Updated on 

May 5, 2022

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Strabismus Surgery

What is Strabismus Surgery?

Strabismus surgery or eye muscle surgery is a corrective treatment for eye misalignment (strabismus). Studies indicate that strabismus affects about 4% of the U.S. population.1 

Due to muscle dysfunction, people with strabismus find it difficult to control their eyes. As a result, one eye may look directly at an object while the other may look in a different direction.

Risk factors include:2

  • Childhood history of strabismus
  • Head trauma
  • Nerve diseases such as multiple sclerosis
  • Previous stroke

Strabismus surgery entails loosening or tightening the eye muscles to restore proper alignment and muscle movement.3

What Eye Issues Can Strabismus Surgery Treat?

Strabismus surgery treats several types of eye issues, based on the direction of misalignment. They include:

  • Esotropia (crossed eyes). When the eye turns inwards, towards the nose.
  • Exotropia (walleye). When the eye turns outwards away from the nose.
  • Hypertropia. When one eye turns upwards.
  • Hypotropia. When one eye turns downwards.
  • Cyclotropia ( rotational strabismus). When one eye rotates outwards or inwards around its visual axis.

If left untreated, strabismus may reduce vision in one eye (amblyopia or lazy eye). It may also result in low self-esteem due to appearance issues.

Early strabismus diagnosis can prevent serious conditions such as brain tumors. A brain tumor can cause misalignment by interfering with the afferent and efferent visual pathways.4

Who is a Candidate for Strabismus Surgery?

Strabismus surgery is ideal for both children and adults with eye misalignment issues. You may qualify for strabismus surgery if you:

  • Have crossed eyes
  • Experience blurry or double vision
  • Experience changes in depth perception
  • Have difficulty reading
  • Squint your eyes
  • Tilt your head to see clearly

You will not qualify for strabismus surgery if you:

  • Have muscle or nerve disorders such as muscular dystrophy, myasthenia gravis, or spastic cerebral palsy
  • Have unrealistic expectations (e.g., if you expect not to wear your eyeglasses after surgery)
  • Have underlying health conditions that can interfere with surgery or healing
  • Take certain medications such as blood thinners that can cause excess bleeding during surgery

If you don't qualify for surgery, your doctor may recommend alternative options such as:

  • Eyeglasses or contacts. For people with refractive errors.
  • Patching (occlusion). Treats amblyopia (lazy eye) alongside strabismus. 
  • Prism lenses. Special lenses that regulate the amount of light entering the eyes.
  • Botulinum toxin injection. The botulinum toxin is known to weaken overactive muscles for extended periods. This makes it effective in treating early overcorrection after strabismus surgery.
  • Monocular occlusion or fogging. Treats intractable diplopia or candidates who don't qualify for surgery.
  • Eye exercises. Useful in mild strabismus cases.

Strabismus Surgery Procedure: What to Expect

Below is what to expect before, during, and after strabismus surgery:

Before Surgery

Before surgery, your eye doctor will conduct tests to determine your general health, eye health, and the best type of surgery to perform. If you qualify for the procedure, they will schedule you for surgery.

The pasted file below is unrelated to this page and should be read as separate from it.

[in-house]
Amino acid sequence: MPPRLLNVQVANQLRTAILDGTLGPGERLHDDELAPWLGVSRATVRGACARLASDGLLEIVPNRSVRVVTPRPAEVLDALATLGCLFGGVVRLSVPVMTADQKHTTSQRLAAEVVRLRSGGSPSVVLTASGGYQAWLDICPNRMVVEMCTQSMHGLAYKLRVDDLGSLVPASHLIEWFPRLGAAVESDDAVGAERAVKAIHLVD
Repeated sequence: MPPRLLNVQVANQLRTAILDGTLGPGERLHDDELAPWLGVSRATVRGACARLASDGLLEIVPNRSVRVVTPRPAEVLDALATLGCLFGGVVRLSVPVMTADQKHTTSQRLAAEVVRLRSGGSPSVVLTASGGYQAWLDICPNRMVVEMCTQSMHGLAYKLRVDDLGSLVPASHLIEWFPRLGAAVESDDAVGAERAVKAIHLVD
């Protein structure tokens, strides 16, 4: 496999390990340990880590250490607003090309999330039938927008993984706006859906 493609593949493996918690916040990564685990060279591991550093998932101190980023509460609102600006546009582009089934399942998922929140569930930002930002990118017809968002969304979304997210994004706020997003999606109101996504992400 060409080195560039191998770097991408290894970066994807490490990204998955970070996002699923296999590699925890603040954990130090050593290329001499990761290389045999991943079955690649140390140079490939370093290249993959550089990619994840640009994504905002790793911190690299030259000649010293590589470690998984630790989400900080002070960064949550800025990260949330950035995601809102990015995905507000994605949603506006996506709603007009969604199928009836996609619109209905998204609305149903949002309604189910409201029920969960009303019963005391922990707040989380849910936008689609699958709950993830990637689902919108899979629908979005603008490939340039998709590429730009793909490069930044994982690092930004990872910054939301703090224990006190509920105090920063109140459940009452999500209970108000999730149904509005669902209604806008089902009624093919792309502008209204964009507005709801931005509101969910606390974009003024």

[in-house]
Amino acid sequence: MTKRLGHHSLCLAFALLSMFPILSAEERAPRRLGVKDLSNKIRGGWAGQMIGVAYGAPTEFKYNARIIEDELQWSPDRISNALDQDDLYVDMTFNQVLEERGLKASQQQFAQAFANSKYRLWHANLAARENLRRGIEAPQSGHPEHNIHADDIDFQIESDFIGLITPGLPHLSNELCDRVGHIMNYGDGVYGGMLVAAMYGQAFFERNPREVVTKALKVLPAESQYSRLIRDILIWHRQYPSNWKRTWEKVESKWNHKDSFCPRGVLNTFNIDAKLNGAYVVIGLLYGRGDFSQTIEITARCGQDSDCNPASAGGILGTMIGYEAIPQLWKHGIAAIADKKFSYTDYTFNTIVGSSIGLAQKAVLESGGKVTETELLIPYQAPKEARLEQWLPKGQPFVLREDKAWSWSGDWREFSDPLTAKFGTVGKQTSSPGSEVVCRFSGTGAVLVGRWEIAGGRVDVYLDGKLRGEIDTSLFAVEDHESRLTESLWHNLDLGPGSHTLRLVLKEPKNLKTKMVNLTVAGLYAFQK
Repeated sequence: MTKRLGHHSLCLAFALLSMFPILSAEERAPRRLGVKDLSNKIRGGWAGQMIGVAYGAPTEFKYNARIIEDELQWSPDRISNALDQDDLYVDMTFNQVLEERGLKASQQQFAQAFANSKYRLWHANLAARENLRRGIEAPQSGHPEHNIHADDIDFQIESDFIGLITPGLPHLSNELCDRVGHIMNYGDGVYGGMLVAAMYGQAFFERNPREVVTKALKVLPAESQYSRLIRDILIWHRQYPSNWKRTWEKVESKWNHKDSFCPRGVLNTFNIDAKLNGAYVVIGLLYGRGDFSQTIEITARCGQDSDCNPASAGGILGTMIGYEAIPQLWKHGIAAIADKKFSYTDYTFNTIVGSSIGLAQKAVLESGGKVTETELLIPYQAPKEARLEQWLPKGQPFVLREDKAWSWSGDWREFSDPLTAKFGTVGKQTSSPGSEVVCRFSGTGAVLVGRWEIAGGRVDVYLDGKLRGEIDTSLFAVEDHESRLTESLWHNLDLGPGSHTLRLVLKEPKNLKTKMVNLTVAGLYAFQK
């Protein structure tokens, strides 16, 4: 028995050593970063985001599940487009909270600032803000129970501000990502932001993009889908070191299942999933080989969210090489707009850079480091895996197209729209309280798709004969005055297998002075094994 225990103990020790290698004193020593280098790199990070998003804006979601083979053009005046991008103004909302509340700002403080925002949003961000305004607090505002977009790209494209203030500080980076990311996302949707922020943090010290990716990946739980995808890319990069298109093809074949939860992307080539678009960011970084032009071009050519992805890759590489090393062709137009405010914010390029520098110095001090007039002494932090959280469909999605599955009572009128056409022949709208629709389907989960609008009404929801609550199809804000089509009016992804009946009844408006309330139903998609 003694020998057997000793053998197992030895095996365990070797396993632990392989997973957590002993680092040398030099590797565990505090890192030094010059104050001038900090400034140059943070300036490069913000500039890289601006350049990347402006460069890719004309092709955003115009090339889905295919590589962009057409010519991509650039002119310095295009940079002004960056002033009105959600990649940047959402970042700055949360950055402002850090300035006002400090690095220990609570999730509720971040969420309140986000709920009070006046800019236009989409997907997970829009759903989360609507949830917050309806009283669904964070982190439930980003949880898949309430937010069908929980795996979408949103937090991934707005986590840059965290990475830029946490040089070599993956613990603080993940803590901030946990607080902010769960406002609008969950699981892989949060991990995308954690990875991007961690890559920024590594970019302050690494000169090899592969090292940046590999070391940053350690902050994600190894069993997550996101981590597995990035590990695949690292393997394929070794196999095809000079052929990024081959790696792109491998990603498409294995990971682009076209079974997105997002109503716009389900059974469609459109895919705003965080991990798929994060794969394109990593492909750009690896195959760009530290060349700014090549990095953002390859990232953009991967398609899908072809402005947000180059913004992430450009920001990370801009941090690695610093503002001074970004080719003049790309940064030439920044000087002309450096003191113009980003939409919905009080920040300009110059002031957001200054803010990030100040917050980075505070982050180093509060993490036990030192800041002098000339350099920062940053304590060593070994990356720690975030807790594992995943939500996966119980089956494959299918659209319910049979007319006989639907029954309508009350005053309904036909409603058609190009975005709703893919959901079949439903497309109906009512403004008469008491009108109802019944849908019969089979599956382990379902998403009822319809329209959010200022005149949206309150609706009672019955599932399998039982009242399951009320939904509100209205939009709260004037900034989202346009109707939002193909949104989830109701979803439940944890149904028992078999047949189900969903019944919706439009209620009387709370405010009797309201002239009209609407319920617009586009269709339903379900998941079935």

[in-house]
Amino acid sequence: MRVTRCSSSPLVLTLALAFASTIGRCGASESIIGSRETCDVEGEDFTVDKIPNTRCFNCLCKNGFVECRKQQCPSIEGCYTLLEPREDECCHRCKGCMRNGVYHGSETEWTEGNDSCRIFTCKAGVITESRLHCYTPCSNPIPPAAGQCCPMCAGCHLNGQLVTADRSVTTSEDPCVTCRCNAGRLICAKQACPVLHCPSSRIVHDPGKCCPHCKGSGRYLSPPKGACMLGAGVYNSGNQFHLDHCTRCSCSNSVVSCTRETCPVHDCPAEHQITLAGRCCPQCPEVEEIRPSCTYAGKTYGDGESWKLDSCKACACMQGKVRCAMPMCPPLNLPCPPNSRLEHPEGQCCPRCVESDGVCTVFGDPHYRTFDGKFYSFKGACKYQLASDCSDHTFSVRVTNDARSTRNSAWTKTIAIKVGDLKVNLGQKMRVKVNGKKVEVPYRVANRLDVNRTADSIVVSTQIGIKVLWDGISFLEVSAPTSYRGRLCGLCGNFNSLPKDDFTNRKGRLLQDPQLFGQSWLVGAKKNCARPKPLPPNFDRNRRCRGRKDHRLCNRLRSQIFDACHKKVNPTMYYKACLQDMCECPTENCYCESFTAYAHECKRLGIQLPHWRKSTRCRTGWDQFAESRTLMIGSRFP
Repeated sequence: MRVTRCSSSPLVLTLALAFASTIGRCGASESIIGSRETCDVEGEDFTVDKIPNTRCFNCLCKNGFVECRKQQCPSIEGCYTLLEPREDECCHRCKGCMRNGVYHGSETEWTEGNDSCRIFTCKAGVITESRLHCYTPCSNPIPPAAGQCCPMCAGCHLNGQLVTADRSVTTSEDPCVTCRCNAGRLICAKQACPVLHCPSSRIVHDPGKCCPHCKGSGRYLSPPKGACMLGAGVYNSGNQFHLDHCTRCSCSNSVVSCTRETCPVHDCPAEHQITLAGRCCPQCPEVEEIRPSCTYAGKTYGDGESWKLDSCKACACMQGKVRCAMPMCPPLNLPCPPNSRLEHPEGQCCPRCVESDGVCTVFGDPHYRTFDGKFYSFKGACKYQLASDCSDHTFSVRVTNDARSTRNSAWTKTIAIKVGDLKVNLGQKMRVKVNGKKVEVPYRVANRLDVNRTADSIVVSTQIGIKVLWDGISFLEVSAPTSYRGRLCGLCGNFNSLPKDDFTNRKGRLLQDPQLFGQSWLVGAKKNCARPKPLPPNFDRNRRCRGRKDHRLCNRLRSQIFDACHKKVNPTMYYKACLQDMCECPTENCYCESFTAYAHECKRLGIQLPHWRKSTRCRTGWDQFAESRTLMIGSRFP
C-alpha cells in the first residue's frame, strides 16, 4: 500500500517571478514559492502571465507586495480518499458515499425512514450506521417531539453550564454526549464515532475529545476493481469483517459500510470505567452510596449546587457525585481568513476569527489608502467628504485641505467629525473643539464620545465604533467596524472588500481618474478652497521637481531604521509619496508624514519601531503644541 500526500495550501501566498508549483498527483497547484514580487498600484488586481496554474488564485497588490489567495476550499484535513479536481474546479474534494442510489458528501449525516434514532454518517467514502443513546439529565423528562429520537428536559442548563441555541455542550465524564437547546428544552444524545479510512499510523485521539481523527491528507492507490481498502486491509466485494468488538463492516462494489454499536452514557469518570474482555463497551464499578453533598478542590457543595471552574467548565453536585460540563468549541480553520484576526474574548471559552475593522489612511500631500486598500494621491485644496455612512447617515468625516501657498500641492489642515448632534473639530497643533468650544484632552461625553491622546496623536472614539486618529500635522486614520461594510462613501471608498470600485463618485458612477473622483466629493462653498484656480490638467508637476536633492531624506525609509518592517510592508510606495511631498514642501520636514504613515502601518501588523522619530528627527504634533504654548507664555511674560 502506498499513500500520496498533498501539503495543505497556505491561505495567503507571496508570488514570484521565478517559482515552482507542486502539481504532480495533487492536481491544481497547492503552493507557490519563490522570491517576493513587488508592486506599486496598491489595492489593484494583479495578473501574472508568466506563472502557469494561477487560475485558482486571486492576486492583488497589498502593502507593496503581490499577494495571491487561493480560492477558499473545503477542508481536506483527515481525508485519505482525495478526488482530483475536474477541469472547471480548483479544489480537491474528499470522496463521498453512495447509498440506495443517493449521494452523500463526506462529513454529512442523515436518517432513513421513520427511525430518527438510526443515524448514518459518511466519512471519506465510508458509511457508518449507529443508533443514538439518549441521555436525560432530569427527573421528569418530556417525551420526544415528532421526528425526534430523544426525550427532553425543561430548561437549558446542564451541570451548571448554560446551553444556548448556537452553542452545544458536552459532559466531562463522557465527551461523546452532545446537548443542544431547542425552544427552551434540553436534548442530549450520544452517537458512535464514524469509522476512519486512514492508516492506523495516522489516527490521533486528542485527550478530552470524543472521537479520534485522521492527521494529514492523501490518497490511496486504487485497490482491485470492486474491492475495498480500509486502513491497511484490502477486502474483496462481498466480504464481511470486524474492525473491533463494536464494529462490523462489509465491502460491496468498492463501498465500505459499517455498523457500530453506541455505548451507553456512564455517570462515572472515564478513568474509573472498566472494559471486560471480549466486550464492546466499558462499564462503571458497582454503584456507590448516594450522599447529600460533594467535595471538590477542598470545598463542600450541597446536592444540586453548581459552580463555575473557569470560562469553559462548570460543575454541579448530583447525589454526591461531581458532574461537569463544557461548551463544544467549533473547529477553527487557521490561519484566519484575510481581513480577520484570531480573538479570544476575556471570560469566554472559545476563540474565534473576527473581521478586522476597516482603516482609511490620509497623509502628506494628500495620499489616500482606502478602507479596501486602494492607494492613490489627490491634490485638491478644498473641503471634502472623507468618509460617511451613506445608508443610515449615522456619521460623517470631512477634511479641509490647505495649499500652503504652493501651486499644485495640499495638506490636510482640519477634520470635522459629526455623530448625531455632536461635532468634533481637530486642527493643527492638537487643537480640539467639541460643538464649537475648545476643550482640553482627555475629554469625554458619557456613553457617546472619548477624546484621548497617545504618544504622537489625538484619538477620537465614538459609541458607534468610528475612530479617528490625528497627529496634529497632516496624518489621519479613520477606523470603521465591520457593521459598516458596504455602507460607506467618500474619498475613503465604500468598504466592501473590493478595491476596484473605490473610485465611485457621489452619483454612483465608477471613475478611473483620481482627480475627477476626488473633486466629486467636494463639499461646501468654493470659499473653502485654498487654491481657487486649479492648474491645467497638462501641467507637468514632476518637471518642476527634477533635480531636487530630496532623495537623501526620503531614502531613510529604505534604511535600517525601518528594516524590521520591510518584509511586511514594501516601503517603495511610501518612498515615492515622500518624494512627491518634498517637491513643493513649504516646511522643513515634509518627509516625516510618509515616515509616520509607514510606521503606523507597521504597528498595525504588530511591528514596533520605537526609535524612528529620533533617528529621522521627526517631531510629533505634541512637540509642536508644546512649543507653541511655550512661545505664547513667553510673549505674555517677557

Your doctor might instruct you to stop using certain medications such as blood thinners and nonsteroidal anti-inflammatory products (NSAIDs) at least one week before surgery. 

Ask a friend or family member to drive you to your surgery, as your ability to drive may be affected for several days. Also, avoid eating or drinking several hours before surgery.5

During Surgery

Strabismus surgery is an outpatient procedure performed under general or local anesthesia, depending on the extent of the condition. 

After sedation, the surgeon will hold your eyes open using an eyelid holder. Then they will make an incision in the conjunctiva to access and isolate the eye muscles. The conjunctiva is the eye's mucous membrane that covers the sclera (white of the eye).

The surgeon will either perform a muscle recession, a muscle resection procedure, or an adjustable suture procedure.

  • Muscle recession. This procedure addresses tight eye muscles that cause the eye to pull in one direction. It involves detaching the muscle and reattaching it further back in the eye. Doing this weakens the muscles, resulting in improved alignment.
  • Muscle resection. This procedure addresses weak eye muscles. It involves detaching the eye muscle from its original position and shortening it before reattaching it. This strengthens the muscles and enables better alignment.
  • Adjustable suture procedure. This procedure happens during muscle recession or resection. Adjustable sutures are adjustable knots that enable the surgeon to easily change the muscle attachment position if your eyes don't align well after the initial surgery.6

When the muscle is reattached to the eyewall, the surgeon uses a permanent knot instead of an adjustable suture. They may also use an adjustable suture technique that uses either a temporary bow knot or a slip knot.  

The surgeon can make adjustments following surgery. They typically perform these adjustments under local anesthesia. The adjustable suture procedure is typically performed on adults.

After Surgery (Recovery)

After strabismus surgery, your sclera (white of the eye) may appear red. A return to normal can take weeks to months after surgery. During early recovery, you're likely to experience some pain and discomfort, which should clear up with time.